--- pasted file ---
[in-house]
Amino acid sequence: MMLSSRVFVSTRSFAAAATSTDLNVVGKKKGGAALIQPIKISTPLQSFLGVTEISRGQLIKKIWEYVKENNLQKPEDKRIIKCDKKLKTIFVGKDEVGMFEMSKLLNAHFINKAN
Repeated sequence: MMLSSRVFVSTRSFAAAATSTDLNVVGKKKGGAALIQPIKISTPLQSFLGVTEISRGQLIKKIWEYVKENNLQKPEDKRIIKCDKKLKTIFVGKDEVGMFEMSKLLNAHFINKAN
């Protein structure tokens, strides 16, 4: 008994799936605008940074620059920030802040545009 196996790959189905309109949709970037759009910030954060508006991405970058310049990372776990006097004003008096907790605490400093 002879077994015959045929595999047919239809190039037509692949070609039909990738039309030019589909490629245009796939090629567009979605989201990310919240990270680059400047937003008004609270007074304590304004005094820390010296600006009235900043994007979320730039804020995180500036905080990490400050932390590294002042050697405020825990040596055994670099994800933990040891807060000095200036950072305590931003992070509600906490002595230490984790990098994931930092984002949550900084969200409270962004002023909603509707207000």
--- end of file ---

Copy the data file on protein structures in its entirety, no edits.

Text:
[in-house]
Amino acid sequence: MMLSSRVFVSTRSFAAAATSTDLNVVGKKKGGAALIQPIKISTPLQSFLGVTEISRGQLIKKIWEYVKENNLQKPEDKRIIKCDKKLKTIFVGKDEVGMFEMSKLLNAHFINKAN
Repeated sequence: MMLSSRVFVSTRSFAAAATSTDLNVVGKKKGGAALIQPIKISTPLQSFLGVTEISRGQLIKKIWEYVKENNLQKPEDKRIIKCDKKLKTIFVGKDEVGMFEMSKLLNAHFINKAN
């Protein structure tokens, strides 16, 4: 008994799936605008940074620059920030802040545009 196996790959189905309109949709970037759009910030954060508006991405970058310049990372776990006097004003008096907790605490400093 002879077994015959045929595999047919239809190039037509692949070609039909990738039309030019589909490629245009796939090629567009979605989201990310919240990270680059400047937003008004609270007074304590304004005094820390010296600006009235900043994007979320730039804020995180500036905080990490400050932390590294002042050697405020825990040596055994670099994800933990040891807060000095200036950072305590931003992070509600906490002595230490984790990098994931930092984002949550900084969200409270962004002023909603509707207000």